This past Saturday and Sunday we celebrated Purim, and then on Monday, we faced the beginning of Israeli Apartheid Week (IAW). For those unfamiliar with IAW, this is an annual, weeklong, anti-Israel hate-fest that started in 2005 at University of Toronto and now takes place in 40 locations around the world.
Here in Toronto, U of T’s main campus is in the downtown core, so for many of us, there is the feeling each year at this time that all of Toronto has been taken over by IAW.
When I first noticed that there would be a convergence this year between IAW and Purim, I found this quite thought-provoking.
Purim, of course, is a holiday about the vagaries of history and the remarkable capacity of our people to survive in an unpredictable and hate-filled world. The proximity of IAW to Purim reminds us with vividness and immediacy that, despite all the differences between ancient Persia and present-day Canada, we still live in a world where anti-Semitism exists and we have enemies who seek to destroy us.
Even without Purim adjoining it, IAW is an intensely uncomfortable time for many Jews, and an agonizing one for those of us who love Israel. For me (an Israeli citizen and a passionate left-wing Zionist), this weeklong attack on Israel is a weeklong attack on me. I might feel otherwise if IAW were a week of honest, balanced critique of Israel, but this is not the case.
IAW uses the false analogy between Israel and apartheid South Africa to try and delegitimize, and ultimately destroy, the State of Israel. It thus becomes a true analogy to Haman.
So what can we do during this difficult week to respond to the old-new hatred of IAW? I found myself talking about this last week at U of T’s Ontario Institute for Studies in Education, after screening a film I made about my research on Toronto Jewish girls and their experiences of anti-Semitism. Afterwards, during the discussion, one woman said she is afraid to wear a pendant with a Jewish star on it in public because of the response she might get. I’d heard this kind of statement dozens of times before when conducting a national study with Jewish women from across Canada, and as I told this young woman, I understand her reaction. It is, after all, reality-based, because we live in an anti-Semitic time.
That said, one of the great lessons of Purim is that, given the choice between flight and fight, fighting is the better option.
Esther, with Mordechai’s encouragement, fought back against Haman, and that’s part of why we’re here today. Furthermore, the strategies Esther used to defeat Haman were unorthodox and creative, and we must employ this same creativity in response to our enemies today.
To offer just one example: last week, coming out of a movie in a downtown theatre, I caught sight of a table with all sorts of flyers on it, and sure enough, along with all the others, was a pile of bookmarks advertising IAW. I was just starting to grumble to myself, when someone on the other side of the room called my name, so I turned away from the table to wave to her and say hi. Moments later, I turned back to the table, and to my astonishment, saw that all the IAW bookmarks were gone. There had been only one other person with me near that table – a woman whose distinctly patterned bright jacket I had happened to notice. Now I recognized her by the back of this jacket – this woman was striding quickly out of the theatre.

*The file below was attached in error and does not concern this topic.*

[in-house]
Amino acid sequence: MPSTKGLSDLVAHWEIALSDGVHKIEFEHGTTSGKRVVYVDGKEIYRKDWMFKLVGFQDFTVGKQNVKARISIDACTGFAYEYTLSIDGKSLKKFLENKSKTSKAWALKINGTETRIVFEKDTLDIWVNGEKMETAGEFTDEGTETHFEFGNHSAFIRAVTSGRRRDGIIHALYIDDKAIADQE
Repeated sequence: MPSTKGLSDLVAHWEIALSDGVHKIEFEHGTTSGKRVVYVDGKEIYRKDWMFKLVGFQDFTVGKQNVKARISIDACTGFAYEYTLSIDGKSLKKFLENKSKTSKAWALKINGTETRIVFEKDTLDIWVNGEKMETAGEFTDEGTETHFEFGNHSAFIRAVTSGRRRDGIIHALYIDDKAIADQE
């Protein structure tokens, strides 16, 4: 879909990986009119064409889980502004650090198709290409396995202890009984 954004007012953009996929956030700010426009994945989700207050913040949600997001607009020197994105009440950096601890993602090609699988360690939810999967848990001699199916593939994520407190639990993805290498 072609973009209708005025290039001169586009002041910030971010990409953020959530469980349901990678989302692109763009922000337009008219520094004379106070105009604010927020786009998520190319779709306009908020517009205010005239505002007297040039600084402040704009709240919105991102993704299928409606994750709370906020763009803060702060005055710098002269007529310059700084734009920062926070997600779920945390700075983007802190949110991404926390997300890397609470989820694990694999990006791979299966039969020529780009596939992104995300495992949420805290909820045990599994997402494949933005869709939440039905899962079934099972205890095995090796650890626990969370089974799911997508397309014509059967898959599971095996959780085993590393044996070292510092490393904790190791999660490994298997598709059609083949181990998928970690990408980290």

I don’t know this woman and I’ll never know her exact motive for scooping up all those bookmarks. But I do know the intense relief and elation that flooded me, knowing that at least at that theatre, none of those lying bookmarks would reach the dozens of innocent Torontonians going to the movies that evening.
I also found this incident startling, because it closely echoed something that happens in my (as yet unpublished) novel, Exile. Here, a university student stands for a long time in front of a poster that calls for a boycott of Israel, vacillating over whether or not to tear it down – in the end, she does. (This scene, by the way, can be read on my website: noragold.com.) So life imitates art, I thought, standing in the lobby of that movie theatre, watching my secret ally escaping out the door.
I am not, heaven forbid, advocating that any of us do anything that violates the rule of law or in any way dishonours ourselves or our community. But we must, each of us individually, try and do at least one thing this week that expresses our rejection of, and resistance to, IAW. The good efforts of our community’s institutions to combat IAW do not absolve us from our individual responsibility to fight this vileness ourselves wherever we can. For inspiration, think of Esther. Think of her courage. This is the essential message of Purim.
So let’s be happy it’s Adar.
As we survived Haman long ago, we will also survive our current enemies. And in the meantime, as we struggle against them, let’s remember to rejoice and be happy, because this is the true survival of our people. As we did a few nights ago, we will on Purim year after year – God willing – read the Megillah, eat a hamantash and drink until we can’t tell the difference between Israeli Apartheid Week and Purim.
Nora Gold is a researcher, a prize-winning author and a co-editor of the soon-to-be launched journal Jewish Fiction Online. She can be reached at noragold.com.